Periventricular leukomalacia (PVL)
Description, Causes and Risk Factors:
Periventricular leukomalacia (PVL) is characterized by the death of the white matter of the brain due to softening of the brain tissue. It can affect fetuses or newborns; premature babies are at the greatest risk of the disorder.
PVL is caused by a lack of oxygen or blood flow to the periventricular area of the brain, which results in the death or loss of brain tissue. The periventricular area-the area around the spaces in the brain called ventricles-contains nerve fibers that carry messages from the brain to the body's muscles. Although babies with PVL generally have no outward signs or symptoms of the disorder, they are at risk for motor disorders, delayed mental development, coordination problems, and vision and hearing impairments. PVL may be accompanied by a hemorrhage or bleeding in the periventricular-intraventricular area (the area around and inside the ventricles), and can lead to cerebral palsy. The disorder is diagnosed by ultrasound of the head.
The prognosis of patients with PVL is dependent on the severity and extent of white matter damage. Some children exhibit relatively minor deficits, while others have significant deficits and disabilities.
PVL may not be apparent until later months. Each baby may experience symptoms differently. The most common symptom of PVL is spastic diplegia, a form of cerebral palsy characterized by tight, contracted muscles, especially in the legs. The symptoms of PVL may resemble other conditions or medical problems. Always consult your baby's doctor for a diagnosis.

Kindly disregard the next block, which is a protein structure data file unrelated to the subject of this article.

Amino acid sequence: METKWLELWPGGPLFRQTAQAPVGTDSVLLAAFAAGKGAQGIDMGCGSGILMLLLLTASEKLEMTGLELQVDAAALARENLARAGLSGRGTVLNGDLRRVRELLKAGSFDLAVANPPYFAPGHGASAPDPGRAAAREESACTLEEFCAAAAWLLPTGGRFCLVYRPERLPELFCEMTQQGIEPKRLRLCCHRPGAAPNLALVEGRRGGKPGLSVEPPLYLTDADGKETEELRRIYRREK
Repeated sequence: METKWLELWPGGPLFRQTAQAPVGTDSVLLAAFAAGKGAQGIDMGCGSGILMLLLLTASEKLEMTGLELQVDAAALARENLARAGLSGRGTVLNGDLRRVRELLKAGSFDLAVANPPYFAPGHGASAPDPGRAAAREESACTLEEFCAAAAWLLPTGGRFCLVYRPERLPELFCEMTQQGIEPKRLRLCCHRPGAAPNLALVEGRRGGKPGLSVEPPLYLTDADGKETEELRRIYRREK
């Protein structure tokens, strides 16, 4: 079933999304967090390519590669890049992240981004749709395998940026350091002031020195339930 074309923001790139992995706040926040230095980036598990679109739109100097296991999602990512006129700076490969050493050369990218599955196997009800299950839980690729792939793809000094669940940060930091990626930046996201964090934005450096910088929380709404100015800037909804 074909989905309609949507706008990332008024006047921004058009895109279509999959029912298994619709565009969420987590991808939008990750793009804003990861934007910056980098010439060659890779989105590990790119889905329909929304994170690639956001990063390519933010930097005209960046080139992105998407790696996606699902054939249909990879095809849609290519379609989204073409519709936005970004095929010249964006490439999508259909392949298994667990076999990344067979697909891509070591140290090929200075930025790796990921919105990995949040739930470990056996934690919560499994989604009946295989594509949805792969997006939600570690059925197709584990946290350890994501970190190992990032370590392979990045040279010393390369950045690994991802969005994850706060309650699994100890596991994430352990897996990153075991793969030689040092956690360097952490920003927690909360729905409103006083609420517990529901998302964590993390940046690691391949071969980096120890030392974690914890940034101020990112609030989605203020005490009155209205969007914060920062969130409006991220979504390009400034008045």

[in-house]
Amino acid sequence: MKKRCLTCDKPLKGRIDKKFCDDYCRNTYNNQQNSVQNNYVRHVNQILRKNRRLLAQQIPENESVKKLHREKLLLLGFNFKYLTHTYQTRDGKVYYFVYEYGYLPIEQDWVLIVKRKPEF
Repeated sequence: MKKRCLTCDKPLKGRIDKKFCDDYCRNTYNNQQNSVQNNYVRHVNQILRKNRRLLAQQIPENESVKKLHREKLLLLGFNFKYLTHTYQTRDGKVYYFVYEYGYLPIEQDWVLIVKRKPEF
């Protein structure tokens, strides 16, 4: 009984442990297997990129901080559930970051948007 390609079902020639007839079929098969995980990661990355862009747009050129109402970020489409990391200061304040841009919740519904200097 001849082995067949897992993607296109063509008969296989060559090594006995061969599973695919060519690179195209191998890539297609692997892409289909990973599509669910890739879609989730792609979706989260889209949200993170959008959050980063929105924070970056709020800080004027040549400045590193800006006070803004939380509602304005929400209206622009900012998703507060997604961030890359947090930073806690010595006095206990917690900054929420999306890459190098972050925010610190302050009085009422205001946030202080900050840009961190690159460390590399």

In addition to a complete Medical history and physical examination, diagnostic procedures for PVL may include:
Magnetic resonance imaging (MRI). This test uses a combination of a large magnet, radio frequencies, and a computer to produce detailed images of internal structures. MRI may show some of the early changes in the brain tissue that occur with PVL.
Cranial ultrasound. A painless test that uses sound waves to view the baby's brain through the fontanelles, the soft openings between the skull bones. With PVL, the ultrasound shows cysts or hollow places in the brain tissue.
Currently, there are no treatments prescribed for PVL. All treatments administered are in response to secondary pathologies that develop as a consequence of the PVL. Because white matter injury in the periventricular region can result in a variety of deficits, neurologists must closely monitor infants diagnosed with PVL in order to determine the severity and extent of their conditions.
Patients are typically treated with an individualized treatment. It is crucial for doctors to observe and maintain organ function: visceral organ failure can potentially occur in untreated patients. Additionally, motor deficits and increased muscle tone are often treated with individualized physical and occupational therapy treatments.
NOTE: The above information is educational purpose. The information provided herein should not be used during any medical emergency or for the diagnosis or treatment of any medical condition.
DISCLAIMER: This information should not substitute for seeking responsible, professional medical care.
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